Fired Denver Sheriff's Deputy Thomas Ford gets his job back following board order

Public Safety executive director will appeal order

DENVER - A Denver board ordered the Denver Sheriff's Office to give deputy Thomas Ford his job back Thursday, after he was fired last year for punching an inmate in the face. 

The city's Career Service Board order reduces his penalty to a 40-day suspension, and ensures he'll get back pay for the entire 14 months he was off the job, minus the 40-day penalty.

Executive director of Public Safety Stephanie O'Malley issued this statement Thursday afternoon after learning of Ford's reinstatement: 

“By frequently reversing sound disciplinary orders issued by my office, the Career Service Board is undermining our authority as an employer and preventing us from appropriately disciplining deputies who have violated department rules and regulations. Based on the facts and evidence, Deputy Ford clearly used inappropriate force during his interaction with the inmate, which is unacceptable to us and to the community. Our view remains that termination is warranted, and after conferring with the City Attorney’s Office, we have decided to appeal the Board’s decision to the Denver District Court.”  

The altercation happened back in July of 2014 at the Downtown Detention Center while Ford was booking inmate Kevin Askins. 

When the city Department of Safety fired Ford, the move was seen as a step toward reform for the troubled department, but sources told Denver7 at the beginning of this month that Ford would be reinstated following a lengthy appeals process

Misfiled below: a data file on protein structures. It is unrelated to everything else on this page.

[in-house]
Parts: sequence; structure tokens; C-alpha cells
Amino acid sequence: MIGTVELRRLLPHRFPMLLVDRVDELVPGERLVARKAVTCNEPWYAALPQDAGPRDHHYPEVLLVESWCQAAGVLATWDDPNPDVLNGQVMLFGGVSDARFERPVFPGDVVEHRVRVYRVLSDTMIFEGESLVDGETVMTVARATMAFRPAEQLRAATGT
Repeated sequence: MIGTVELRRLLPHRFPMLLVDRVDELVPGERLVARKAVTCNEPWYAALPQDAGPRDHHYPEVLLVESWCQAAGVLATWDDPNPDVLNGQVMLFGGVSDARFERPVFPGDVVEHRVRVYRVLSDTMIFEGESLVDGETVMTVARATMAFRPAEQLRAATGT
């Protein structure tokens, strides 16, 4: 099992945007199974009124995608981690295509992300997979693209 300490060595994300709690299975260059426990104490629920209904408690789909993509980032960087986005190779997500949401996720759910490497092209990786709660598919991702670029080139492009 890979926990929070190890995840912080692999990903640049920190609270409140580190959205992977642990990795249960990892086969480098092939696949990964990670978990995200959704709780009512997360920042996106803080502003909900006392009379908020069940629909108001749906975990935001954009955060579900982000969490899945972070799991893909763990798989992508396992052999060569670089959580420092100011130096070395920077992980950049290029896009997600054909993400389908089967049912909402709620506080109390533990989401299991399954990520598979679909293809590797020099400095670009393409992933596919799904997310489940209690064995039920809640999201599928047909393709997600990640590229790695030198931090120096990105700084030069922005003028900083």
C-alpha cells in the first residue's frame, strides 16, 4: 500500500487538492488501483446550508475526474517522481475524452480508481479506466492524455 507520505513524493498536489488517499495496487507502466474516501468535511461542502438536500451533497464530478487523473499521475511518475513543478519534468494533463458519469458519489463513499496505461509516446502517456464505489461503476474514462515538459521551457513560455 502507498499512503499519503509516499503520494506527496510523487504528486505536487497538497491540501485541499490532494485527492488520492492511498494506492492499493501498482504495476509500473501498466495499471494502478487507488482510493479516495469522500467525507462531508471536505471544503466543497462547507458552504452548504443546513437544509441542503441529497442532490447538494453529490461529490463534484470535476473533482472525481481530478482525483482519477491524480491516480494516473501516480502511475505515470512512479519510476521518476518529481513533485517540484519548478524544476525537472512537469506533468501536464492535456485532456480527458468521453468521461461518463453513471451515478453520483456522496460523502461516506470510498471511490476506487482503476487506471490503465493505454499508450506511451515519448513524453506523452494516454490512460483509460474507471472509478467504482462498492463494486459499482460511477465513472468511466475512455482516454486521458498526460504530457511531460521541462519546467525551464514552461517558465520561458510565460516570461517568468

"Deputy Ford absolutely should be fired for what he did to Mr. Askins," said his attorney, Qusair Mohamedbhai. "Taxpayers should be outraged that deputy Ford has had a paid vacation for nearly 14 months and will be receiving a large check because he punched an inmate in the face." 

Deputy Ford testified that the inmate was drunk and using "racially offensive language," prior to the incident. He also claimed the inmate was unrestrained and posed a danger.

"Mr. Askins was posing absolutely no threat to deputy Ford when he was punched in the face," said Mohamedbhai. 

Last month, the Career Service Board also overturned the firing of two other deputies, including deputy William Lewis who was working with Ford at the time and failed to report the punch. 

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